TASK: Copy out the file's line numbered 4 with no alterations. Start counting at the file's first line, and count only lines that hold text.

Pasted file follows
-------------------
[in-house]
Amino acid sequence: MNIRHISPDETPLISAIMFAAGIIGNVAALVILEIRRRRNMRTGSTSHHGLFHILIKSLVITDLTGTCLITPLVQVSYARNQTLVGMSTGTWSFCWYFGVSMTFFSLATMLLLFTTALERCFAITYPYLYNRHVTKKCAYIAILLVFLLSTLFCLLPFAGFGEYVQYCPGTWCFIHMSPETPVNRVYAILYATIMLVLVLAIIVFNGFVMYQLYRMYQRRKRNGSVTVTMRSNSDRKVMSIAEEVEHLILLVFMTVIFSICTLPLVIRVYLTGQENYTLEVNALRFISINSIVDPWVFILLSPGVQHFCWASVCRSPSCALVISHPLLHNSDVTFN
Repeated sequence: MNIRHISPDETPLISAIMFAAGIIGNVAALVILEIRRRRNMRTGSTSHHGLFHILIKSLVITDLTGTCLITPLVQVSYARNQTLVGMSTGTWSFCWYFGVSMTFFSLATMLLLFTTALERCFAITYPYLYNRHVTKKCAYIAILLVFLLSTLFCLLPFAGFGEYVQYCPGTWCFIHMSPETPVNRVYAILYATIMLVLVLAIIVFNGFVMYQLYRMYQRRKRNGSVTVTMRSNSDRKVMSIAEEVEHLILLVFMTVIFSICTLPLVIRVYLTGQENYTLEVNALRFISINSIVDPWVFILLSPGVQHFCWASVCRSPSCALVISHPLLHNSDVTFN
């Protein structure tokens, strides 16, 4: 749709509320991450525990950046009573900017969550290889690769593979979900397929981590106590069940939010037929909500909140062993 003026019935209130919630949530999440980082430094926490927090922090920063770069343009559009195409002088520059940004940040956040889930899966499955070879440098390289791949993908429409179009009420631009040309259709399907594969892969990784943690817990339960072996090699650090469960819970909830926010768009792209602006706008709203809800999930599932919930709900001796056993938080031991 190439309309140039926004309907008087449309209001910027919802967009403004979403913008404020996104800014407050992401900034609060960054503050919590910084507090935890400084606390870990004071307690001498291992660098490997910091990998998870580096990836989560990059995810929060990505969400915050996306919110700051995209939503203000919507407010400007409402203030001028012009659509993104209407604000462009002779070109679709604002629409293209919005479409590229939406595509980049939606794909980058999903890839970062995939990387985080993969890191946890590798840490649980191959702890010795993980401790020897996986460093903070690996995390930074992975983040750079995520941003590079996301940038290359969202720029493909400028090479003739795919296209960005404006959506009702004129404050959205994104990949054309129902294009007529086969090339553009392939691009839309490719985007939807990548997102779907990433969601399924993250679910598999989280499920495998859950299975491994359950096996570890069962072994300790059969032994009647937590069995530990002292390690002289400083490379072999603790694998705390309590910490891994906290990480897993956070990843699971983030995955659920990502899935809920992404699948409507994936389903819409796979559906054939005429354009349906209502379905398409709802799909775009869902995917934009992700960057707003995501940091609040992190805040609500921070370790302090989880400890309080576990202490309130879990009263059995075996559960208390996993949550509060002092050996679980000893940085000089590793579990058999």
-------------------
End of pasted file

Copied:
């Protein structure tokens, strides 16, 4: 749709509320991450525990950046009573900017969550290889690769593979979900397929981590106590069940939010037929909500909140062993 003026019935209130919630949530999440980082430094926490927090922090920063770069343009559009195409002088520059940004940040956040889930899966499955070879440098390289791949993908429409179009009420631009040309259709399907594969892969990784943690817990339960072996090699650090469960819970909830926010768009792209602006706008709203809800999930599932919930709900001796056993938080031991 190439309309140039926004309907008087449309209001910027919802967009403004979403913008404020996104800014407050992401900034609060960054503050919590910084507090935890400084606390870990004071307690001498291992660098490997910091990998998870580096990836989560990059995810929060990505969400915050996306919110700051995209939503203000919507407010400007409402203030001028012009659509993104209407604000462009002779070109679709604002629409293209919005479409590229939406595509980049939606794909980058999903890839970062995939990387985080993969890191946890590798840490649980191959702890010795993980401790020897996986460093903070690996995390930074992975983040750079995520941003590079996301940038290359969202720029493909400028090479003739795919296209960005404006959506009702004129404050959205994104990949054309129902294009007529086969090339553009392939691009839309490719985007939807990548997102779907990433969601399924993250679910598999989280499920495998859950299975491994359950096996570890069962072994300790059969032994009647937590069995530990002292390690002289400083490379072999603790694998705390309590910490891994906290990480897993956070990843699971983030995955659920990502899935809920992404699948409507994936389903819409796979559906054939005429354009349906209502379905398409709802799909775009869902995917934009992700960057707003995501940091609040992190805040609500921070370790302090989880400890309080576990202490309130879990009263059995075996559960208390996993949550509060002092050996679980000893940085000089590793579990058999």